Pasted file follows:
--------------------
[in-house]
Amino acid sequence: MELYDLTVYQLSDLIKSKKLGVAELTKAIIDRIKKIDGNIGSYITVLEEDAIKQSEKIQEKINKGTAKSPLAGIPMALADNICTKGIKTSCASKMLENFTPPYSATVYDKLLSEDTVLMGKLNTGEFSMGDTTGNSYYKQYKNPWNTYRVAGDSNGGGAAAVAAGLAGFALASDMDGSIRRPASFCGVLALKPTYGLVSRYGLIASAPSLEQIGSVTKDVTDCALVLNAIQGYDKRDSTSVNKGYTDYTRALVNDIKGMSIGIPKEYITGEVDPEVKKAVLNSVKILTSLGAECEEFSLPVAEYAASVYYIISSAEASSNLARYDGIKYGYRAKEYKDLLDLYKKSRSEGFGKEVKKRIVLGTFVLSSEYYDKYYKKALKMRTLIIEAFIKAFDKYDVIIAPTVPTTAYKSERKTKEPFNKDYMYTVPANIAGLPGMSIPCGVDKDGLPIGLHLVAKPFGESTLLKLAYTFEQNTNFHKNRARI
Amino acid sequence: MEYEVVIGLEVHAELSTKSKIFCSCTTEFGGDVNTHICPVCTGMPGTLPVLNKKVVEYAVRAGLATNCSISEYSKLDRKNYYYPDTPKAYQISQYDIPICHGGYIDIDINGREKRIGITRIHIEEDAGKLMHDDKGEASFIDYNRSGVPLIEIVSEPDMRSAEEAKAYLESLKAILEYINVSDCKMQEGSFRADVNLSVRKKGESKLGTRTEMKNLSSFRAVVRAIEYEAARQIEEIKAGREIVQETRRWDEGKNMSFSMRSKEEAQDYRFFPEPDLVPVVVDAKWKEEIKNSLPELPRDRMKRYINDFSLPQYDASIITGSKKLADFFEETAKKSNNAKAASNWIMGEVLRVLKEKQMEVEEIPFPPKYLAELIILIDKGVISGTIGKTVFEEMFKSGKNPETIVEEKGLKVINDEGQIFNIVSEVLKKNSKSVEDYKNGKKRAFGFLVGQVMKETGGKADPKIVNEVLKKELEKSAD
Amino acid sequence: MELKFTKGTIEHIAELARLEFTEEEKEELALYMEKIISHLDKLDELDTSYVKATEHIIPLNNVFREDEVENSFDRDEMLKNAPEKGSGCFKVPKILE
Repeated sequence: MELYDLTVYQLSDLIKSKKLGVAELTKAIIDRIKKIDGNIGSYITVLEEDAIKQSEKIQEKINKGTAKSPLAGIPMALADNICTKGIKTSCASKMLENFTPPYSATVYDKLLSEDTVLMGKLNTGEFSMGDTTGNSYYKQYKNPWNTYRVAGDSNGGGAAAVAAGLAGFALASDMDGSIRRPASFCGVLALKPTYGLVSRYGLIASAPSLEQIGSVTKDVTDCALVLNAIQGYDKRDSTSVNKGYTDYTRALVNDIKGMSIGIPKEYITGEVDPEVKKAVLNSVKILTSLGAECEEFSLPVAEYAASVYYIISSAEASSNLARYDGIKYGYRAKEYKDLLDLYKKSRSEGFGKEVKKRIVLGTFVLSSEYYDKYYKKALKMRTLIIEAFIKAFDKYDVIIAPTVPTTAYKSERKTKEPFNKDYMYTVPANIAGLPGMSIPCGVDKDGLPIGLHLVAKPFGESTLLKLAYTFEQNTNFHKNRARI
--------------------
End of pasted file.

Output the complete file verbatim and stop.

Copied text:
[in-house]
Amino acid sequence: MELYDLTVYQLSDLIKSKKLGVAELTKAIIDRIKKIDGNIGSYITVLEEDAIKQSEKIQEKINKGTAKSPLAGIPMALADNICTKGIKTSCASKMLENFTPPYSATVYDKLLSEDTVLMGKLNTGEFSMGDTTGNSYYKQYKNPWNTYRVAGDSNGGGAAAVAAGLAGFALASDMDGSIRRPASFCGVLALKPTYGLVSRYGLIASAPSLEQIGSVTKDVTDCALVLNAIQGYDKRDSTSVNKGYTDYTRALVNDIKGMSIGIPKEYITGEVDPEVKKAVLNSVKILTSLGAECEEFSLPVAEYAASVYYIISSAEASSNLARYDGIKYGYRAKEYKDLLDLYKKSRSEGFGKEVKKRIVLGTFVLSSEYYDKYYKKALKMRTLIIEAFIKAFDKYDVIIAPTVPTTAYKSERKTKEPFNKDYMYTVPANIAGLPGMSIPCGVDKDGLPIGLHLVAKPFGESTLLKLAYTFEQNTNFHKNRARI
Amino acid sequence: MEYEVVIGLEVHAELSTKSKIFCSCTTEFGGDVNTHICPVCTGMPGTLPVLNKKVVEYAVRAGLATNCSISEYSKLDRKNYYYPDTPKAYQISQYDIPICHGGYIDIDINGREKRIGITRIHIEEDAGKLMHDDKGEASFIDYNRSGVPLIEIVSEPDMRSAEEAKAYLESLKAILEYINVSDCKMQEGSFRADVNLSVRKKGESKLGTRTEMKNLSSFRAVVRAIEYEAARQIEEIKAGREIVQETRRWDEGKNMSFSMRSKEEAQDYRFFPEPDLVPVVVDAKWKEEIKNSLPELPRDRMKRYINDFSLPQYDASIITGSKKLADFFEETAKKSNNAKAASNWIMGEVLRVLKEKQMEVEEIPFPPKYLAELIILIDKGVISGTIGKTVFEEMFKSGKNPETIVEEKGLKVINDEGQIFNIVSEVLKKNSKSVEDYKNGKKRAFGFLVGQVMKETGGKADPKIVNEVLKKELEKSAD
Amino acid sequence: MELKFTKGTIEHIAELARLEFTEEEKEELALYMEKIISHLDKLDELDTSYVKATEHIIPLNNVFREDEVENSFDRDEMLKNAPEKGSGCFKVPKILE
Repeated sequence: MELYDLTVYQLSDLIKSKKLGVAELTKAIIDRIKKIDGNIGSYITVLEEDAIKQSEKIQEKINKGTAKSPLAGIPMALADNICTKGIKTSCASKMLENFTPPYSATVYDKLLSEDTVLMGKLNTGEFSMGDTTGNSYYKQYKNPWNTYRVAGDSNGGGAAAVAAGLAGFALASDMDGSIRRPASFCGVLALKPTYGLVSRYGLIASAPSLEQIGSVTKDVTDCALVLNAIQGYDKRDSTSVNKGYTDYTRALVNDIKGMSIGIPKEYITGEVDPEVKKAVLNSVKILTSLGAECEEFSLPVAEYAASVYYIISSAEASSNLARYDGIKYGYRAKEYKDLLDLYKKSRSEGFGKEVKKRIVLGTFVLSSEYYDKYYKKALKMRTLIIEAFIKAFDKYDVIIAPTVPTTAYKSERKTKEPFNKDYMYTVPANIAGLPGMSIPCGVDKDGLPIGLHLVAKPFGESTLLKLAYTFEQNTNFHKNRARI